U.S. believes Assad army may narrow offensive
Losses in the north, east and south have put Assad under more military strain than at any point in the four-year-old war
The United States and its allies are weighing the possibility that Syrian President Bashar al-Assad, under growing military pressure, may soon narrow his focus on defense of more limited areas of the country, the top U.S. general said on Wednesday.
Losses in the north, east and south have put Assad under more military strain than at any point in the four-year-old war, which has killed more than 200,000 people and displaced millions, according to United Nations data.
General Martin Dempsey, chairman of the Joint Chiefs of Staff, told Congress that his trip to Israel last week was focused on discussing scenarios involving Assad’s departure or his government’s collapse.
“It’s generally the consensus there that, in the near term, it’s probably more likely that the regime ... would go over to the defensive and limit its protection of the Alawite Shia and some of the minority groups,” Dempsey said, without himself predicting such an outcome.
Under that scenario, Assad would leave the rest of Syria basically ungoverned, “or governed in ways that wouldn’t be positive for the region near term,” Dempsey said.
“We’re working with our partners on the near term,” Dempsey said, without elaborating.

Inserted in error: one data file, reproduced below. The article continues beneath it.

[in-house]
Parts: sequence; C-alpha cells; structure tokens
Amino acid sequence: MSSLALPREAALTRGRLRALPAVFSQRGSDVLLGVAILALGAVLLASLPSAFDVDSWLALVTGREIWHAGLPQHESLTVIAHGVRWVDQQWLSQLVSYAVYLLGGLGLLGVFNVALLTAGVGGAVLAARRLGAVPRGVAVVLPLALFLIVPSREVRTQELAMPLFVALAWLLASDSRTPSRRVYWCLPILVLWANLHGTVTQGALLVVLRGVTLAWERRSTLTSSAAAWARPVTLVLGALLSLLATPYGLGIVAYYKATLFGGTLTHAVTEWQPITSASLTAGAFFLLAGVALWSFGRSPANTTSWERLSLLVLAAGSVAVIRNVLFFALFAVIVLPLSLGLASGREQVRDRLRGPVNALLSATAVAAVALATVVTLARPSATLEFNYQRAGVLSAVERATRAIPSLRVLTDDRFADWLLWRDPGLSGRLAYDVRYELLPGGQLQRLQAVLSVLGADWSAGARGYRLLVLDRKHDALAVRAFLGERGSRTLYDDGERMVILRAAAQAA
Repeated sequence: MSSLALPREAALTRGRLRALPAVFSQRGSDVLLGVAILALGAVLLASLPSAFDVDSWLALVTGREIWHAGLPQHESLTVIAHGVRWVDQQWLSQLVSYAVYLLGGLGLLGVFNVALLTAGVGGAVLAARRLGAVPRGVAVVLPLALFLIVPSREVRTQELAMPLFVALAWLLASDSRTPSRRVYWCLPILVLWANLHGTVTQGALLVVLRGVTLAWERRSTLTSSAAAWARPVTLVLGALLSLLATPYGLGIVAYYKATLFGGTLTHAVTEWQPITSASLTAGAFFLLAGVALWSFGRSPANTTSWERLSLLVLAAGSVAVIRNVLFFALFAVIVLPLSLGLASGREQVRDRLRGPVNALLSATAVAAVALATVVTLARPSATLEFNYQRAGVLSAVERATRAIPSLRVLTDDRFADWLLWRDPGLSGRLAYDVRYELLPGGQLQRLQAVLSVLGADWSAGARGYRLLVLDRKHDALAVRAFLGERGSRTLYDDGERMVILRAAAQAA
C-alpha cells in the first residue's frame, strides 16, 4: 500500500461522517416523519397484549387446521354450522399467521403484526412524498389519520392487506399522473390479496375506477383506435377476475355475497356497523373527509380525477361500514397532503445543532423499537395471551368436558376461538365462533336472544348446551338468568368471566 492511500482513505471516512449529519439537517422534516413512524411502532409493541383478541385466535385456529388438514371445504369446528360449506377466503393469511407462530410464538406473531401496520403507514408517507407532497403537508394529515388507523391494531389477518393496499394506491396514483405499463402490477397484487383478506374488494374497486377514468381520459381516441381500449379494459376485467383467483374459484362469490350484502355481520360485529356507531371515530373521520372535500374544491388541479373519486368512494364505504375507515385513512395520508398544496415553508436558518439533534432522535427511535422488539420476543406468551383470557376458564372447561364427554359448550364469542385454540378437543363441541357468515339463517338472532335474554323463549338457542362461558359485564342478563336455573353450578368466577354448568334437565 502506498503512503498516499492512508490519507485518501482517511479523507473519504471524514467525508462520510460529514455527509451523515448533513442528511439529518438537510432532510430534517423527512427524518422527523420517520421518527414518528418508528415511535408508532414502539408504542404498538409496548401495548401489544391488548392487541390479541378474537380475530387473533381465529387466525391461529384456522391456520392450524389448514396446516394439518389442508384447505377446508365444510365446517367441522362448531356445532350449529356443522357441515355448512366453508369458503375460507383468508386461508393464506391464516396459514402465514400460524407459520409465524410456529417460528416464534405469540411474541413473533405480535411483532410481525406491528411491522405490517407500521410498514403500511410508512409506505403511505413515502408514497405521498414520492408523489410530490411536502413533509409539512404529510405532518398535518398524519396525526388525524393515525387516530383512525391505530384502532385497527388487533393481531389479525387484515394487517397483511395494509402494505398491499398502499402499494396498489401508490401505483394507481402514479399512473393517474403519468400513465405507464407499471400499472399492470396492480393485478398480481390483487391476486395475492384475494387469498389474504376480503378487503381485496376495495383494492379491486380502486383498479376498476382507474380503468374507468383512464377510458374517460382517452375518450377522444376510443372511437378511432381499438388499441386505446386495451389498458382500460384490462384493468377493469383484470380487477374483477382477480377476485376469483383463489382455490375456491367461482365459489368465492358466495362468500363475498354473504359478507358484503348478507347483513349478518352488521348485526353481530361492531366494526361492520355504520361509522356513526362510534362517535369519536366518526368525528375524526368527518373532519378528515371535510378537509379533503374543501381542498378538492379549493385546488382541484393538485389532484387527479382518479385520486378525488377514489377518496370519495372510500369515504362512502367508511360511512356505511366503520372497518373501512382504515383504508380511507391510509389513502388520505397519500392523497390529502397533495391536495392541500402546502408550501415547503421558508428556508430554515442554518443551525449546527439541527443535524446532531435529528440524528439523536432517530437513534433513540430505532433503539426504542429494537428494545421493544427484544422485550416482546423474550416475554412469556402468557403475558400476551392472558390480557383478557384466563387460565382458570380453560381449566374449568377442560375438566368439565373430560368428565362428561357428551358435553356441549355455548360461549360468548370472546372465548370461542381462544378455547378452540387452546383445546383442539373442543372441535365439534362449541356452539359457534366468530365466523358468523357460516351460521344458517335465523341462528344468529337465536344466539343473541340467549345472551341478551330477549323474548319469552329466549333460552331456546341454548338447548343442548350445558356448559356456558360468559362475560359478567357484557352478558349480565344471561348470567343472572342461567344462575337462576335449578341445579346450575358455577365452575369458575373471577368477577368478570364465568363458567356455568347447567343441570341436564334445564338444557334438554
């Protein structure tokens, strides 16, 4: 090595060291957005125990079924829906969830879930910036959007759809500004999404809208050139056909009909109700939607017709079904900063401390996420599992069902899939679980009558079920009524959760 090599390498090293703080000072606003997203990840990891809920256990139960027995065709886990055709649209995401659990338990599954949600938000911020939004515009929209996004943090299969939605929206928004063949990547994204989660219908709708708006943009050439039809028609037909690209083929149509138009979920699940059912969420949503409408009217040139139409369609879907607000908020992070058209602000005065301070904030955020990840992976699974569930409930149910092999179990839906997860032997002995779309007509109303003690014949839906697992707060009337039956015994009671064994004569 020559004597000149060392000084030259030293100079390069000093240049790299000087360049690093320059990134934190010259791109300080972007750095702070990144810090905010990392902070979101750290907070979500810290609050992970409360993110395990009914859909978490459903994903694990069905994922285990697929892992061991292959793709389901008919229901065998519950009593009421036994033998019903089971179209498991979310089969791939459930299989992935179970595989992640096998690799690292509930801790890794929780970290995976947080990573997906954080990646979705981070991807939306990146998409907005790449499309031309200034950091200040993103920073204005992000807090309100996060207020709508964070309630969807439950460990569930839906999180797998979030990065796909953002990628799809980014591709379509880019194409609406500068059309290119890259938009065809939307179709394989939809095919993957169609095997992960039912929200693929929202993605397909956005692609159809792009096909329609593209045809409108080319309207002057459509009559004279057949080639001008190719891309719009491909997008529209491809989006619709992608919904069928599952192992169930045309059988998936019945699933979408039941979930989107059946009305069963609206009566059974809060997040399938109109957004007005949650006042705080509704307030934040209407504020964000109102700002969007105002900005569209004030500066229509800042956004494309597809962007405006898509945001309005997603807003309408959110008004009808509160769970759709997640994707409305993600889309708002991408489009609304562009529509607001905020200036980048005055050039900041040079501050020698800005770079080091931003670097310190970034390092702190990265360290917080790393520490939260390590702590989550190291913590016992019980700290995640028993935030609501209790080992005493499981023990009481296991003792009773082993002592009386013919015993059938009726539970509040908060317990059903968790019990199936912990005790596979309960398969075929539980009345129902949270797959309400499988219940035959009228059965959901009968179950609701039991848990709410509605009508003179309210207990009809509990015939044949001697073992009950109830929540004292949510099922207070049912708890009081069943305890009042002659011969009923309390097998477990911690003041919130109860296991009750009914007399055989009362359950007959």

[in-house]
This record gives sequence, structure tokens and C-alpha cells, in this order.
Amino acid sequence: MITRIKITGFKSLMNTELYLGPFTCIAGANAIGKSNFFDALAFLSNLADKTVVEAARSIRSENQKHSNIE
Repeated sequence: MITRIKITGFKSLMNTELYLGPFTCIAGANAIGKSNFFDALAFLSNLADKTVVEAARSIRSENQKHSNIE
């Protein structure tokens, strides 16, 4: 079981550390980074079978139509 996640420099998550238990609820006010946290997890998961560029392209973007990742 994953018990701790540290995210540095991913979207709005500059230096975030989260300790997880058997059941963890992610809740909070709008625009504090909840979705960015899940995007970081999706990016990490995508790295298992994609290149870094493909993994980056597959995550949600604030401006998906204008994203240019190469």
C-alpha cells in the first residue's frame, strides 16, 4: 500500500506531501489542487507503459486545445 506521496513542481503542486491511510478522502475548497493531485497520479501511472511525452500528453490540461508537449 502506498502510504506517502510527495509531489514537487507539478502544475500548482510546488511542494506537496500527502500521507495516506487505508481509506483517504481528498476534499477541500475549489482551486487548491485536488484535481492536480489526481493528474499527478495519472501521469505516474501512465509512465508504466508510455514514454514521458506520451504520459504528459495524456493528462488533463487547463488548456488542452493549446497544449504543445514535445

U.S. officials have previously acknowledged that Assad was under strain. But Assad has survived such pressure before, notably at the end of 2012 when the West thought his government was near collapse.
However, insurgents have grown in strength since then while government forces have been depleted.
“Because his forces are much weakened, and they have taken great losses ... they’re increasingly in the Damascus area and in the Alawite areas of northwestern Syria,” Defense Secretary Ash Carter told the House Armed Services Committee, testifying alongside Dempsey.
Carter said the best scenario would be for Assad to cede power to a new government, formed by a moderate opposition.
Carter and Dempsey acknowledged that it was so far proving challenging to recruit Syrian opposition forces for a program to train and equip them to battle Islamic State. The U.S.-trained forces are not meant to target Assad.
“We have enough training sites and so forth. For now, we don’t have enough trainees to fill them,” Carter said.
Dempsey noted that the training, which officials have said is taking place in Jordan and Turkey, had just started and that it was still too soon “to give up on it.”
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